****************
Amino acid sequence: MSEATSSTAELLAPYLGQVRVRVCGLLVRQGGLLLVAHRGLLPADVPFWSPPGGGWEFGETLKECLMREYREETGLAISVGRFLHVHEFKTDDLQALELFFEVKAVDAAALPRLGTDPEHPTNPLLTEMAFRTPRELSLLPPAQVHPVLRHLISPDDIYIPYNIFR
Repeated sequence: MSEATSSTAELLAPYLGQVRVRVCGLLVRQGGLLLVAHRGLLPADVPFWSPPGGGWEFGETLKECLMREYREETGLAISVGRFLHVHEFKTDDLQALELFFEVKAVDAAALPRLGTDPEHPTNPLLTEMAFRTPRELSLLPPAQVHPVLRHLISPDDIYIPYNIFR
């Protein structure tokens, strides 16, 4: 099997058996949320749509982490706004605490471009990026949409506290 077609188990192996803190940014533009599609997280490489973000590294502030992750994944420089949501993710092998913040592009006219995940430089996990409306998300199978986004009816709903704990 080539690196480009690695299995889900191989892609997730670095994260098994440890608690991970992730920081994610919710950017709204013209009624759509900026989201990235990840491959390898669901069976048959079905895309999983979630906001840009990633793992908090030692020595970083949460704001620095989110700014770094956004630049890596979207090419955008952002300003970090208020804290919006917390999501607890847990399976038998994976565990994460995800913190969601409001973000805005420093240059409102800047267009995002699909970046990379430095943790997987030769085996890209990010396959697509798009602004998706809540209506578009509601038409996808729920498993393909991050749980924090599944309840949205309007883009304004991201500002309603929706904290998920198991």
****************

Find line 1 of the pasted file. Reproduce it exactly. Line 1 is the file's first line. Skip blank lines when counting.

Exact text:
Amino acid sequence: MSEATSSTAELLAPYLGQVRVRVCGLLVRQGGLLLVAHRGLLPADVPFWSPPGGGWEFGETLKECLMREYREETGLAISVGRFLHVHEFKTDDLQALELFFEVKAVDAAALPRLGTDPEHPTNPLLTEMAFRTPRELSLLPPAQVHPVLRHLISPDDIYIPYNIFR